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Name: herb morehead
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Hometown: marble falls, tx
Member since: Thu Feb 23, 2012, 03:49 AM
Number of posts: 5,660

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Sarah Palin’s Advice on Syria: ‘Let Allah Sort it Out’

http://kysdc.com/3107803/sarah-palins-advice-on-syria-let-allah-sort-it-out/?omcamp=scribol&utm_source=hexagram.com&utm_medium=referral&utm_campaign=hexagram.com

Former Alaska Gov. Sarah Palin seems to have an endless supply of inappropriate and ignorant comments when it comes to politics, and her latest comments do not disappoint.

While speaking at the annual meeting of the Faith and Freedom Coalition Saturday, Palin criticized President Obama and his decision to intervene with the fighting in Syria.

“We’re talking now more, new interventions, I say until we know what we’re doing, until we have a commander in chief who knows what he’s doing … well, in these radical Islamic countries aren’t even respecting basic human rights, when both sides are slaughtering each other as they scream over an arbitrary red line, Allahu Akbar, I say until we have someone who knows what they’re doing, I say: Let Allah sort it out.”

This past Thursday President Obama agreed to supply military support to Syrian rebels after intelligence agencies confirmed the Syrian military had used chemical weapons on its people. The use of weapons like the nerve agent sarin crossed the ‘red line’ necessary to trigger American involvement, said the president.


From July, but this is the first I've heard of it.

John Boehner is mad as hell, and he’s not going to take it anymore

http://www.washingtonpost.com/blogs/the-fix/wp/2013/12/12/john-boehner-is-mad-as-hell-and-hes-not-going-to-take-it-anymore/?tid=pm_politics_pop

John Boehner is mad as hell, and he’s not going to take it anymore

By Chris Cillizza
December 12 at 1:36 pm

A remarkable thing happened Thursday morning in Washington. House Speaker John Boehner told tea party conservative groups exactly what he thought of them.
John Boehner channeled Howard Beale in "Network" today.

John Boehner channeled Howard Beale in “Network” today.

“Frankly I just think they’ve lost all credibility,” Boehner said of groups like the Heritage Foundation and the Club for Growth, who have come out in opposition to the budget compromise deal expected to be voted on later Thursday in the House. “I don’t care what they do.”

Boehner’s rebuke of these outside groups is the culmination of several years of legislative setbacks orchestrated by a tea party wing that views any form of compromise as capitulation. From the thwarted “Plan B” during the fiscal cliff debate to the farm bill to relief funds for Hurricane Sandy victims to the government shutdown, Boehner has watched with increasing frustration this year as groups like Heritage, the Club and Senate Conservatives Fund have driven an immoveable wedge within the House Republican conference.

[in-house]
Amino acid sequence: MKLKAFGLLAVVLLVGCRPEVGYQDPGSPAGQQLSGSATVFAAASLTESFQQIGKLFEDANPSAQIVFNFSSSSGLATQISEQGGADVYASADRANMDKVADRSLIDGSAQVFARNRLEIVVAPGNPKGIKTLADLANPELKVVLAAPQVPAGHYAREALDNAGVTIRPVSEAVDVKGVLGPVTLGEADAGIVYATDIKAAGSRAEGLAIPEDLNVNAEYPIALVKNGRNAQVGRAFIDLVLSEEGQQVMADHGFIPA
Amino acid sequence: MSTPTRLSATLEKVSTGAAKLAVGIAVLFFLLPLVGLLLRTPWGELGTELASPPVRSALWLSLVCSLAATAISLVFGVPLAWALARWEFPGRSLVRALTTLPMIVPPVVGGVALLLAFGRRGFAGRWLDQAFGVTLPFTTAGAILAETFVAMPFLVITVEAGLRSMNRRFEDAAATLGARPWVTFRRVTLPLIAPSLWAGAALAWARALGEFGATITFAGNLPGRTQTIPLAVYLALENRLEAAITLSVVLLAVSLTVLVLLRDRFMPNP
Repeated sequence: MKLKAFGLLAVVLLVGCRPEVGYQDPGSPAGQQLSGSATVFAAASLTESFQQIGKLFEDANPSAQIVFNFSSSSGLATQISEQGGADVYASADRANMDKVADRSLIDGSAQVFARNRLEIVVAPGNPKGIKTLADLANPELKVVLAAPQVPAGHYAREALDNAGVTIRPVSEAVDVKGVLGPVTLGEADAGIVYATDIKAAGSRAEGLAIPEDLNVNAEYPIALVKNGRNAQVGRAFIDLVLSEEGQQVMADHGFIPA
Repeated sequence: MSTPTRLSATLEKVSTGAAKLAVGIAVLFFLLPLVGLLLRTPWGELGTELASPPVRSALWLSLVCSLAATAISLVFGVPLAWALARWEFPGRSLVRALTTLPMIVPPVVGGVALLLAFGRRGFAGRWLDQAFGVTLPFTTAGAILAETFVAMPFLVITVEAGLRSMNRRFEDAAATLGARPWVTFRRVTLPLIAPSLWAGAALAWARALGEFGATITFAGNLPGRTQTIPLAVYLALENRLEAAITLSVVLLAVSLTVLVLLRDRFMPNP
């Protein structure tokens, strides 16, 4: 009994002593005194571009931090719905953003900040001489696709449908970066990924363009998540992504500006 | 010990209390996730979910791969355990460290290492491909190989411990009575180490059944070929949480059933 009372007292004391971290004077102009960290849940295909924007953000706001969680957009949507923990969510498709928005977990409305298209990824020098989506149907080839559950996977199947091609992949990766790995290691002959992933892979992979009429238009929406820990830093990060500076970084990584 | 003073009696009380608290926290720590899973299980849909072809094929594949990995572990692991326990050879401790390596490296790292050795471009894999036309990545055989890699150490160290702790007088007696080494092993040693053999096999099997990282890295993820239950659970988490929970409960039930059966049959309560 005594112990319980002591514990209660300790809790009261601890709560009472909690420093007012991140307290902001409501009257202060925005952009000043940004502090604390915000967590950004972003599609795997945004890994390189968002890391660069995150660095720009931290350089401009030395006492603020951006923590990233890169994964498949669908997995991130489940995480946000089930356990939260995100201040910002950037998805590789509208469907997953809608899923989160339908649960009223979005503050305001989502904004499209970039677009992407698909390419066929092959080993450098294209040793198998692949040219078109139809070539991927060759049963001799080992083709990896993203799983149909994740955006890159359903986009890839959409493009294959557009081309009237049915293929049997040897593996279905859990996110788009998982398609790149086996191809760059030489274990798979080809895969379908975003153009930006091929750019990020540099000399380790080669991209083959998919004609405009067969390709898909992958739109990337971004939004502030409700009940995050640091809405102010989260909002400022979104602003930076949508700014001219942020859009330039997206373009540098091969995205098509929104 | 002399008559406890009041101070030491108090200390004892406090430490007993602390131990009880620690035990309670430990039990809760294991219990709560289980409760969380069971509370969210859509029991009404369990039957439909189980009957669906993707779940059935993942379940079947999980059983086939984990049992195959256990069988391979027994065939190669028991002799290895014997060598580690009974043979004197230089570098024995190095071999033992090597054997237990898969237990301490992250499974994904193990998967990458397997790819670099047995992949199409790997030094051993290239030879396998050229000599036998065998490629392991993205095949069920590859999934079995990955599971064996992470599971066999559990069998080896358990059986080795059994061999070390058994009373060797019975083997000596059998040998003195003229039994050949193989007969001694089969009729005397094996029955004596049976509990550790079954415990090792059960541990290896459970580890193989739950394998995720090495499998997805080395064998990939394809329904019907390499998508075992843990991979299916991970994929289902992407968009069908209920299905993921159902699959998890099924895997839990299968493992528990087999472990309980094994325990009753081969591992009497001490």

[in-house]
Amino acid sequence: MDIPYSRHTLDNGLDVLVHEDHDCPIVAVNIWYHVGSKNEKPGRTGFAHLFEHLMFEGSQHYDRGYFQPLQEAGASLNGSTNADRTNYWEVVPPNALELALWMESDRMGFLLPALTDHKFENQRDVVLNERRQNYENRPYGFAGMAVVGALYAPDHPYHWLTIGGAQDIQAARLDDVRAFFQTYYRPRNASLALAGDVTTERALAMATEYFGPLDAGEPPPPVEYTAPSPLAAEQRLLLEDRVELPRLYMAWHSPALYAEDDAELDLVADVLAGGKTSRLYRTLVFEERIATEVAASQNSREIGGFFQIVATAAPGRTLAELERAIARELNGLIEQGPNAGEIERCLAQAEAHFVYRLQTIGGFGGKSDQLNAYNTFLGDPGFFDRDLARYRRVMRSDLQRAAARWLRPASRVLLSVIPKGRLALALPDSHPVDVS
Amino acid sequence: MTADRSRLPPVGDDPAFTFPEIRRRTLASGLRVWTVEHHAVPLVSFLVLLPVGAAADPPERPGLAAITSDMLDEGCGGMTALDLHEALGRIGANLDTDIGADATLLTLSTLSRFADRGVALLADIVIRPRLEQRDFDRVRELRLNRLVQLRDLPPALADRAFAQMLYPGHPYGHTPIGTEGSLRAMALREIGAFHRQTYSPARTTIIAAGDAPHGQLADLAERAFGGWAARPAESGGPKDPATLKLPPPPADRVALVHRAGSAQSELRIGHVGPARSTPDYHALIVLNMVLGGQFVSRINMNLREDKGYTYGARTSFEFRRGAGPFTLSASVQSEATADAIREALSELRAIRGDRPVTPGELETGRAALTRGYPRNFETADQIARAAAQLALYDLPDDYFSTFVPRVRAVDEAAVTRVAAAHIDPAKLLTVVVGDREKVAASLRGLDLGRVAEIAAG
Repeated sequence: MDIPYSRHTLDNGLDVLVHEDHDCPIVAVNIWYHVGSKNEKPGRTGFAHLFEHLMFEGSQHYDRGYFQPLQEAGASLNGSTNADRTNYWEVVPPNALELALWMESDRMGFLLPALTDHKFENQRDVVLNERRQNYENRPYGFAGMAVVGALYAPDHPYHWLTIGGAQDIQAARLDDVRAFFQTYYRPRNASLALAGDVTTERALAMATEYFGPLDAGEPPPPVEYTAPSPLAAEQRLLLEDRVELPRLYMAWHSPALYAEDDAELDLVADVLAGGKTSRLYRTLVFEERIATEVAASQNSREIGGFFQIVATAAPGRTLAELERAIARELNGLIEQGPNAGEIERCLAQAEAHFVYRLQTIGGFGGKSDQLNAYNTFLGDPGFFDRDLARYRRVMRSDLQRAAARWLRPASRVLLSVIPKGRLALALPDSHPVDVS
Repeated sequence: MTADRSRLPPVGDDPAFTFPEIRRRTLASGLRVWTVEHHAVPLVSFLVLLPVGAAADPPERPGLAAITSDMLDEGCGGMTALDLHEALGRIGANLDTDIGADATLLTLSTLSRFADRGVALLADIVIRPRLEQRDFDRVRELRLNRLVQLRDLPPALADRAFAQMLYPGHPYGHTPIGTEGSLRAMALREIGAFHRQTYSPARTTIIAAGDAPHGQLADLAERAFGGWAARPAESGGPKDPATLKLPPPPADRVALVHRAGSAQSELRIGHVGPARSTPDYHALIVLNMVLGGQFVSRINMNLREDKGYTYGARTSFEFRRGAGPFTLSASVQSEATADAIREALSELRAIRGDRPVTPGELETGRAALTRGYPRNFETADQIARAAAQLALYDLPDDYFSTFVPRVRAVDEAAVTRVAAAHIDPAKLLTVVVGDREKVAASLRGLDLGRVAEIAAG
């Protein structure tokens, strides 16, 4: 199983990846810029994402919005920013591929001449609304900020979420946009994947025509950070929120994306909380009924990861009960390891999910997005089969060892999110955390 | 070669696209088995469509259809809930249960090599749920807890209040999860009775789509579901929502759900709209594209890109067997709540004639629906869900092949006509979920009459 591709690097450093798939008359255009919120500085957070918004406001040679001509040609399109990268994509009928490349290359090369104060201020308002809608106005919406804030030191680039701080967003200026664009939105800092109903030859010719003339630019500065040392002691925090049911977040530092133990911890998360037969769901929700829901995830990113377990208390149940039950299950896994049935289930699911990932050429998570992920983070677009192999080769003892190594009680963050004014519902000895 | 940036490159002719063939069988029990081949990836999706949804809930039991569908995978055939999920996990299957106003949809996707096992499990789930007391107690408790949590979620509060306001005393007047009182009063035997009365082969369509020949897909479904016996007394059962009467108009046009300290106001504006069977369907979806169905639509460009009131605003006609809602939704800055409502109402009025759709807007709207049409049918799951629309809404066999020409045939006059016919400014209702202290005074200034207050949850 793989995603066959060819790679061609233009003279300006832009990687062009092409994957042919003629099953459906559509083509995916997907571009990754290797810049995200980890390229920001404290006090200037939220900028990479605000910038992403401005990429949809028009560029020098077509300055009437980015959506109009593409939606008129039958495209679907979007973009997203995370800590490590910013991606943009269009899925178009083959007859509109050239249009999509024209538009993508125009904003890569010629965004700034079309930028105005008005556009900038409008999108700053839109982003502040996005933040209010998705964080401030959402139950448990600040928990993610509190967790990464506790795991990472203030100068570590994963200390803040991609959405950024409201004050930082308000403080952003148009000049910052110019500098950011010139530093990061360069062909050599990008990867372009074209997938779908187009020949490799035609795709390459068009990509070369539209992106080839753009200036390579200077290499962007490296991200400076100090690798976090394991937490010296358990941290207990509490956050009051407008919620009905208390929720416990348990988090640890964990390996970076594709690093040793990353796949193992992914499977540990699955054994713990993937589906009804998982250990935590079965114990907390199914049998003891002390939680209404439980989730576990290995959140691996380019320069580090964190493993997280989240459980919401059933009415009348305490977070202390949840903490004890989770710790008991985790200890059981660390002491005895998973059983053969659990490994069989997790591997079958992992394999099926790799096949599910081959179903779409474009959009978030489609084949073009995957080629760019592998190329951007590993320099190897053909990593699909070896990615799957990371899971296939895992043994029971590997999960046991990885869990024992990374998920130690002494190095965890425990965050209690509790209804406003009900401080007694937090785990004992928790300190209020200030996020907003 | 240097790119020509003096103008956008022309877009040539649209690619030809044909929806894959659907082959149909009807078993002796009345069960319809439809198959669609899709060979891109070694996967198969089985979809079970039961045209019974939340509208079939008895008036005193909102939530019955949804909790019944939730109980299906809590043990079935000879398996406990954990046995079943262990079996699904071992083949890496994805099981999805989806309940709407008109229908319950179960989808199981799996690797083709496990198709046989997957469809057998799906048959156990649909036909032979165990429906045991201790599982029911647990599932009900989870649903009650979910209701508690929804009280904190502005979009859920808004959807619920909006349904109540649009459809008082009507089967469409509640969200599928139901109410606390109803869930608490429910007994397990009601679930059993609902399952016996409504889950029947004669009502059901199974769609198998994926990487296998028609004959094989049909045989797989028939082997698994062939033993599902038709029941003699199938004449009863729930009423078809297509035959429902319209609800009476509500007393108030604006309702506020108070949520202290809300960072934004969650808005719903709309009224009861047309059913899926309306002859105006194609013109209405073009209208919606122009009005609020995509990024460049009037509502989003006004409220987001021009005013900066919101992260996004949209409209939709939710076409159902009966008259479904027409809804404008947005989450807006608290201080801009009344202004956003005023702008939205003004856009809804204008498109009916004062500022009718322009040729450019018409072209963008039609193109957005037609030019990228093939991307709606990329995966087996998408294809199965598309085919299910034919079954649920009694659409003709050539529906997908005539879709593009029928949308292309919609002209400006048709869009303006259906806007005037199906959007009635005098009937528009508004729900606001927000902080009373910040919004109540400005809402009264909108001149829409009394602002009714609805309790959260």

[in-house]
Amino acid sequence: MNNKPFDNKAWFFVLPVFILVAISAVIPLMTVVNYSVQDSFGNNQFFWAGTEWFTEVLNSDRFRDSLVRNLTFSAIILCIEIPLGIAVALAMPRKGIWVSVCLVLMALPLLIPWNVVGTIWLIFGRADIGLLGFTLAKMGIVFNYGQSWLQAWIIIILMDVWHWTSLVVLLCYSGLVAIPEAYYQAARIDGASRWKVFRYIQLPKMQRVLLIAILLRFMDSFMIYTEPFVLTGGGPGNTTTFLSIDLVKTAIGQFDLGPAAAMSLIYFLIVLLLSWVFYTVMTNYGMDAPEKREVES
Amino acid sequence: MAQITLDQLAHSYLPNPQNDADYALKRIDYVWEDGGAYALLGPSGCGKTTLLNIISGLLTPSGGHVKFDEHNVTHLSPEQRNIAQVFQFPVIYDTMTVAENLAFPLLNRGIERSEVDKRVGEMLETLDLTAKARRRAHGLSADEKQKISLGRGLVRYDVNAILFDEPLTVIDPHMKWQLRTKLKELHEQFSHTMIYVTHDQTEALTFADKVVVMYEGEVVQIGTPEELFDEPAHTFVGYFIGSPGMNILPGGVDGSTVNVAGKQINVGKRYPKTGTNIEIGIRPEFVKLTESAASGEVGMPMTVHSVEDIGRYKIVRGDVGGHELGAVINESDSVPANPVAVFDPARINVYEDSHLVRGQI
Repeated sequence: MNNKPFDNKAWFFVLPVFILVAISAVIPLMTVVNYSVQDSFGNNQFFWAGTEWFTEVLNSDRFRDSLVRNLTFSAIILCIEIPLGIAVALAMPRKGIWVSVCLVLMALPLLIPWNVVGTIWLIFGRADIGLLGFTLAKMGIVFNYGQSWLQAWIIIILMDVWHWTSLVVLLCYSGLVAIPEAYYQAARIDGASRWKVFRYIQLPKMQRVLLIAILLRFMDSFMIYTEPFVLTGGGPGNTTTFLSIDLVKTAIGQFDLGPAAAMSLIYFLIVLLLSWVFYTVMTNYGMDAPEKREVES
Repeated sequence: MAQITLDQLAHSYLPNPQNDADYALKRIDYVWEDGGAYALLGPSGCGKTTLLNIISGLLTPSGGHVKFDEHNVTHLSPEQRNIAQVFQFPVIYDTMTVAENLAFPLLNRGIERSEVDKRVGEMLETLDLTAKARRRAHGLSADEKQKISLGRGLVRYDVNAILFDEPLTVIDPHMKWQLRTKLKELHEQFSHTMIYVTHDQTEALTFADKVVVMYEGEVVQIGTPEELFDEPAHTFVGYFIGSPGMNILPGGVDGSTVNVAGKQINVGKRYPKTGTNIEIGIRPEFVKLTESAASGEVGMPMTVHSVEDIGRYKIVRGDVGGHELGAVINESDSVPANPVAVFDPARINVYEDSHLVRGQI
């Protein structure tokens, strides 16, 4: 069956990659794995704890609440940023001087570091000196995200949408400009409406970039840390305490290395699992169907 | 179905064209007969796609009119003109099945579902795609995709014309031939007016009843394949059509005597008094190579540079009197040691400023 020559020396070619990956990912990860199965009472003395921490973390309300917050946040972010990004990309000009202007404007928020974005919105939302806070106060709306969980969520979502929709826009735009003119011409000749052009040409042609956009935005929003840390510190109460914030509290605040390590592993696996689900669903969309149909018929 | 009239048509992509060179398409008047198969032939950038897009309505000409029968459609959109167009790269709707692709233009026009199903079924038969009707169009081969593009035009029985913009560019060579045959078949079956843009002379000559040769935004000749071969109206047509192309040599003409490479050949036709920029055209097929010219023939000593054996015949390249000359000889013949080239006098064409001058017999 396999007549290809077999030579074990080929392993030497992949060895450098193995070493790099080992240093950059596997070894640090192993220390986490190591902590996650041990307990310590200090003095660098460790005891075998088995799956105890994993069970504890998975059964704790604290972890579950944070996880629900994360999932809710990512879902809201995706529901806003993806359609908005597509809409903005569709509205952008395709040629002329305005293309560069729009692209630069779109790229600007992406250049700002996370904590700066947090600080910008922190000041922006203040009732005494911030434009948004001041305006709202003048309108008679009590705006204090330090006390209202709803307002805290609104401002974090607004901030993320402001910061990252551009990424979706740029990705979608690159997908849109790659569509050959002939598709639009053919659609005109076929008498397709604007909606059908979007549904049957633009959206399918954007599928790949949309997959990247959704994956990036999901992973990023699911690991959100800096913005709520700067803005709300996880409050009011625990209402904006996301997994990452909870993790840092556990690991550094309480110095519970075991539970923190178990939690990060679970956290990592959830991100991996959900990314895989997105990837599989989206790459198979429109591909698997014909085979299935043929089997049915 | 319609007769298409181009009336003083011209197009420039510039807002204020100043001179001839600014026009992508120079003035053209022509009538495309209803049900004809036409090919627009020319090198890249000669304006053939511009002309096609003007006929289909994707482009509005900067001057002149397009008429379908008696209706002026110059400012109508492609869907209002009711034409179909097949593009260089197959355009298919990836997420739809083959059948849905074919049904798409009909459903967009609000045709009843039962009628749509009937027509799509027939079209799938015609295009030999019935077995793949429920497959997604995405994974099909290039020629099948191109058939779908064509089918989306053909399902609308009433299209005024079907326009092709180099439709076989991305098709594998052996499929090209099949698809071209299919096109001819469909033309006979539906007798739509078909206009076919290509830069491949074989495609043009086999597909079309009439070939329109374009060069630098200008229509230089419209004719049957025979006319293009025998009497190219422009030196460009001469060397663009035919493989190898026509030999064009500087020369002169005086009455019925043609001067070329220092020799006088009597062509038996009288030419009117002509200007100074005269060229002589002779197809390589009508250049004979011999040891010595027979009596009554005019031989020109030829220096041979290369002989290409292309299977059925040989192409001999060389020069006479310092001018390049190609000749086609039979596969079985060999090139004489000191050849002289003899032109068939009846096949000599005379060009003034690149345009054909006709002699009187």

Boehner’s outburst was his second in as many days — on Wednesday he accused these groups of ”using our members and…..the American people for their own goals” — and is simply the latest sign that the GOP establishment has had just about enough of tea party conservatives. In late November, Senate Minority Leader Mitch McConnell (Ky.), who faces a primary challenge from his ideological right in 2014, said that “the Senate Conservatives Fund is giving conservatism a bad name,” adding: “They’re participating in ruining the brand.” And, Wisconsin Rep. Paul Ryan, the author of the latest budget compromise and the party’s 2012 vice presidential candidate, lashed out at Florida Sen. Marco Rubio Thursday morning for opposing the deal; “Read the deal and get back to me,” Ryan told Rubio during an appearance on MSNBC’s “Morning Joe”.

What explains the Republican establishment’s newfound bravery when it comes to tangling with the tea party? Two big things:

1) The tea party is at historic lows in terms of public opinion. In new Gallup polling, just 30 percent of people view the movement favorably; even one in three self-identified conservatives say the dislike the tea party. Condemning unpopular things is, you guessed it, popular.

2) There’s safety in numbers. McConnell threw the first stone. But now that other prominent figures within the party are coming forward to say, essentially, enough is enough, it’s now become less politically risky to add your voice to that chorus.

<snip>

Chris Cillizza is founder and editor of The Fix, a leading blog on state and national politics. He is the author of The Gospel According to the Fix: An Insider’s Guide to a Less than Holy World of Politics and an MSNBC contributor and political analyst. He also regularly appears on NBC and NPR’s The Diane Rehm Show. He joined The Post in 2005 and was named one of the top 50 journalists by Washingtonian in 2009.
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